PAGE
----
According to the letter, the school district’s enrollment increased by 43 percent over the past four years and is expected to grow by an additional 56 percent by 2023, a projection that doesn’t include opening up the area near the fairgrounds for more development.

The county plans to pay for infrastructure development using agreements with four developers and might use more. The county imposes school impact fees on developers to help offset the effects increased growth has on enrollment. The letter asked the county to follow the city of Ridgefield’s lead in recognizing “that growth must pay its fair share for the needs it creates.”

“At the very least, please require all new development to pay the School Impact Fee Rate adopted by the Ridgefield City Council in 2019,” reads the letter.

According to the letter, Ridgefield increased its school impact fee rate to 25 percent to $8,883 per new housing unit. In unincorporated Clark County, the school impact fee rate is $6,530 per unit. That’s an $11.3 million difference, assuming one new student for every new house in the urban holding area, according to the letter.

Stose, who appeared before the council on behalf of Citizens for Ridgefield Schools, said the city of Ridgefield has raised school impact fees on a regular basis while Clark County hasn’t raised its fees since 2016. With Ridgefield schools facing overcrowding, he asked the council to raise its school impact fees to match the city’s.

David McDonald, a local lawyer, said that lifting urban holding would only facilitate residential development that wouldn’t “pay its own way.” He criticized developers’ agreements for requiring them to pay traffic impact fees up-front that he said they’d pay for anyway, as well as the impact on schools.

“I pay taxes in the Ridgefield School District. I have no kids. I believe in those schools and I want to pay for them,” he said. “But I’ll be darned if I want the developers not to.”

Public comment

The council also heard from others worried about the effects of the development, its cost to the public and whether it would be served by transit. Two local advocacy groups that usually take differing positions both had concerns.

Sue Marshall, president of local environmental group Friends of Clark County, called for the council to delay lifting urban holding status until there is more information about what’s being proposed in the area. She said documents for Tuesday’s meeting were posted only a day earlier and there needed to be a broader discussion about the public’s investment.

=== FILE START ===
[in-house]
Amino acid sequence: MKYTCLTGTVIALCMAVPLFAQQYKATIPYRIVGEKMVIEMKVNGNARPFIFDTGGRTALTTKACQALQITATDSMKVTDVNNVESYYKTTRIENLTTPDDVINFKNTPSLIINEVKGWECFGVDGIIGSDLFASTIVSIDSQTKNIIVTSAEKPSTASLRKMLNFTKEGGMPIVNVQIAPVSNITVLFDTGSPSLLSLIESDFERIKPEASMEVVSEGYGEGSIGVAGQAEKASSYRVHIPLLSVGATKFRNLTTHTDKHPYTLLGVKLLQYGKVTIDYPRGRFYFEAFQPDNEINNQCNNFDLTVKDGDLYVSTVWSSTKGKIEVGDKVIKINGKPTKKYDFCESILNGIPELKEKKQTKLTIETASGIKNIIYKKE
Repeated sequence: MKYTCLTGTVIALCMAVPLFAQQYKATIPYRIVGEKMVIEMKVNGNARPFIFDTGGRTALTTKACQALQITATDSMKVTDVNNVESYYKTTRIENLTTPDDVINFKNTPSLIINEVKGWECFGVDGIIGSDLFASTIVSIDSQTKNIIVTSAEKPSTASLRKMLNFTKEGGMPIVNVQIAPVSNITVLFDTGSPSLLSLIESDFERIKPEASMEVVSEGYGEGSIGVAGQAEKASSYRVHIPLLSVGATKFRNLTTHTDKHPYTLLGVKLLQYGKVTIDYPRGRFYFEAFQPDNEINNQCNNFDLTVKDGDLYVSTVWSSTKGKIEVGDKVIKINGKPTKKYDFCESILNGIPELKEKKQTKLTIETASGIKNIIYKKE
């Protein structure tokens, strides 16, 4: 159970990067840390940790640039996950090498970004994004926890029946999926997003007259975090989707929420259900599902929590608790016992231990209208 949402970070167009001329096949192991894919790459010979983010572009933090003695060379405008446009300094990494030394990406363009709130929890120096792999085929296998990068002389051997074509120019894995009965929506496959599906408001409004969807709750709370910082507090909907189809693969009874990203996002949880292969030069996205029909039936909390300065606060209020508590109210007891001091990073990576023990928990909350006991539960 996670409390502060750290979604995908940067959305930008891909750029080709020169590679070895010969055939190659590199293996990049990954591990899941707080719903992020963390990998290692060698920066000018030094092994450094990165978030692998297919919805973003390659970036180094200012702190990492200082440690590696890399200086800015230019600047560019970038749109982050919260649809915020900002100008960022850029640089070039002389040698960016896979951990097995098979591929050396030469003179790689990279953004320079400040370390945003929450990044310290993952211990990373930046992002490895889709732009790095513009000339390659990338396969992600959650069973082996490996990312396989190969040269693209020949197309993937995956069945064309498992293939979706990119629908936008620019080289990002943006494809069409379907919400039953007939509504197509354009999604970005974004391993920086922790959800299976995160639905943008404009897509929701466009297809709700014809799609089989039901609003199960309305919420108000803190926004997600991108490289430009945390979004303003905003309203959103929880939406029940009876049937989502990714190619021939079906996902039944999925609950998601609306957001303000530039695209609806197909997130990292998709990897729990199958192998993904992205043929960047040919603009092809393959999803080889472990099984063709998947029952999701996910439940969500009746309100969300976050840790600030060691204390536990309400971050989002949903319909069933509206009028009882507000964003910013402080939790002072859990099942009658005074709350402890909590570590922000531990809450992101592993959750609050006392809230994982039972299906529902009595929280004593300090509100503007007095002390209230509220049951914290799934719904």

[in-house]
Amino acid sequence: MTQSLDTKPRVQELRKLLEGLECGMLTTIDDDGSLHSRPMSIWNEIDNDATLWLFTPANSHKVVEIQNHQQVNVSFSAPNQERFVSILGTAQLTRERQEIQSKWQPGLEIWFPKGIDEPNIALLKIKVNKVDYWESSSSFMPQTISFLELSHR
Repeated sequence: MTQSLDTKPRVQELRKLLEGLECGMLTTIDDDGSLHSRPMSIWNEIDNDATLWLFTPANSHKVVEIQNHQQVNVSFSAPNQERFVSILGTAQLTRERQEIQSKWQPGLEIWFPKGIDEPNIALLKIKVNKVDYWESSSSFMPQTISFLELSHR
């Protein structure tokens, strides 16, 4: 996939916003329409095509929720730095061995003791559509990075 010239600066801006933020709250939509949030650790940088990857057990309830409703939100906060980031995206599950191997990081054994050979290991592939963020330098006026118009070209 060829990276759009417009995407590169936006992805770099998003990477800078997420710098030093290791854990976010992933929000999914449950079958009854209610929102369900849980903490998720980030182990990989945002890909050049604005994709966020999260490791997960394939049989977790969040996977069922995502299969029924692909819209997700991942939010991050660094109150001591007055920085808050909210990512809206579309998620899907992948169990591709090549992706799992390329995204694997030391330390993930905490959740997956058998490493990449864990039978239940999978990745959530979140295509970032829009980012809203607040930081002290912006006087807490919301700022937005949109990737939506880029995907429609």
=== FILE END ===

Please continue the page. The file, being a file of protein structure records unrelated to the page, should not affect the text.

She also called attention to letters from Seattle-based land-use group Futurewise and the Washington State Department of Transportation questioning whether the county had adequate funding for infrastructure. (The county did not respond to requests for comment on the letters.)

Susan Rasmussen, president of property rights group Clark County Citizens United, said she supported lifting the urban holding designation but expressed concerns about asking the public to pay for it.

“It’s time that this urban holding be lifted, but there needs to be a better way to pay for this,” she said.

Back to the council

Councilor Julie Olson said that while much of the discussion had been about parcels in urban holding, there is land zoned nearby for commercial and light industrial that are part of a broader development strategy.

Councilor Gary Medvigy questioned the fairness of asking every taxpayer in Clark County to pay for development in one area.

“I would like the urban holding lifted,” said Clark County Council Chair Eileen Quiring. “I think it’s been there too long and it’s a fantastic area to do this. I am reluctant, however, to place upon people a large tax burden.”

Councilor John Blom said he was interested in having the area served by mass transit. He’s advocated for using developer’s agreements to lift urban holdings as a way of having more control over what the area will look like. But Qayoumi said that phasing in the development would be difficult to monitor and implement.